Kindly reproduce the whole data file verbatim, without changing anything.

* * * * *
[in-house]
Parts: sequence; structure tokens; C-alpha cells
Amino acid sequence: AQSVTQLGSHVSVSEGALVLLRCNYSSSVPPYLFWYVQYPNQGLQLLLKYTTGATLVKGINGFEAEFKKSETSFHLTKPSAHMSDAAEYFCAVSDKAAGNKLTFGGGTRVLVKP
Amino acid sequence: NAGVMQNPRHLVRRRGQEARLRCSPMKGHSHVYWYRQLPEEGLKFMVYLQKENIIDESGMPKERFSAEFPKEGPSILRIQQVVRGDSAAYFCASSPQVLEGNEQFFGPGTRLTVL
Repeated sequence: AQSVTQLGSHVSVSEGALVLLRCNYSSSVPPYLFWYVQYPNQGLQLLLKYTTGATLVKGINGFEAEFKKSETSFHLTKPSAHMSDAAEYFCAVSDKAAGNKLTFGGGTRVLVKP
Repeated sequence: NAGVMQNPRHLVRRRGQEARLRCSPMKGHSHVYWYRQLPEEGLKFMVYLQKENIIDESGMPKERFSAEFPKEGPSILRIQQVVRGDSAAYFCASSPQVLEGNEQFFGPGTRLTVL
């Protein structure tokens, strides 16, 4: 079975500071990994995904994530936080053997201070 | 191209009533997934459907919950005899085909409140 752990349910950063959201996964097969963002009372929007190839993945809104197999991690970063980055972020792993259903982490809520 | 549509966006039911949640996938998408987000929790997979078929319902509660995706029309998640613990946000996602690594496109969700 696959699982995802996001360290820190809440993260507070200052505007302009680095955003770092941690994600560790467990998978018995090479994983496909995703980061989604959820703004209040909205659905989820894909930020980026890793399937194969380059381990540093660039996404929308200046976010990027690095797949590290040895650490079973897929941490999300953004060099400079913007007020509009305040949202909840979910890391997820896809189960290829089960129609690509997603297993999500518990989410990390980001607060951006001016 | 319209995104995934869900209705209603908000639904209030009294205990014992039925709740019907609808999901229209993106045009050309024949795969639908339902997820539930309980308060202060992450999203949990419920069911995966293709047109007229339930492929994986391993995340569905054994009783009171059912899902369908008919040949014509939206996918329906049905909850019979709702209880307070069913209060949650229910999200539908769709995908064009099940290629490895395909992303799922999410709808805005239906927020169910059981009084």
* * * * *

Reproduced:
[in-house]
Parts: sequence; structure tokens; C-alpha cells
Amino acid sequence: AQSVTQLGSHVSVSEGALVLLRCNYSSSVPPYLFWYVQYPNQGLQLLLKYTTGATLVKGINGFEAEFKKSETSFHLTKPSAHMSDAAEYFCAVSDKAAGNKLTFGGGTRVLVKP
Amino acid sequence: NAGVMQNPRHLVRRRGQEARLRCSPMKGHSHVYWYRQLPEEGLKFMVYLQKENIIDESGMPKERFSAEFPKEGPSILRIQQVVRGDSAAYFCASSPQVLEGNEQFFGPGTRLTVL
Repeated sequence: AQSVTQLGSHVSVSEGALVLLRCNYSSSVPPYLFWYVQYPNQGLQLLLKYTTGATLVKGINGFEAEFKKSETSFHLTKPSAHMSDAAEYFCAVSDKAAGNKLTFGGGTRVLVKP
Repeated sequence: NAGVMQNPRHLVRRRGQEARLRCSPMKGHSHVYWYRQLPEEGLKFMVYLQKENIIDESGMPKERFSAEFPKEGPSILRIQQVVRGDSAAYFCASSPQVLEGNEQFFGPGTRLTVL
């Protein structure tokens, strides 16, 4: 079975500071990994995904994530936080053997201070 | 191209009533997934459907919950005899085909409140 752990349910950063959201996964097969963002009372929007190839993945809104197999991690970063980055972020792993259903982490809520 | 549509966006039911949640996938998408987000929790997979078929319902509660995706029309998640613990946000996602690594496109969700 696959699982995802996001360290820190809440993260507070200052505007302009680095955003770092941690994600560790467990998978018995090479994983496909995703980061989604959820703004209040909205659905989820894909930020980026890793399937194969380059381990540093660039996404929308200046976010990027690095797949590290040895650490079973897929941490999300953004060099400079913007007020509009305040949202909840979910890391997820896809189960290829089960129609690509997603297993999500518990989410990390980001607060951006001016 | 319209995104995934869900209705209603908000639904209030009294205990014992039925709740019907609808999901229209993106045009050309024949795969639908339902997820539930309980308060202060992450999203949990419920069911995966293709047109007229339930492929994986391993995340569905054994009783009171059912899902369908008919040949014509939206996918329906049905909850019979709702209880307070069913209060949650229910999200539908769709995908064009099940290629490895395909992303799922999410709808805005239906927020169910059981009084």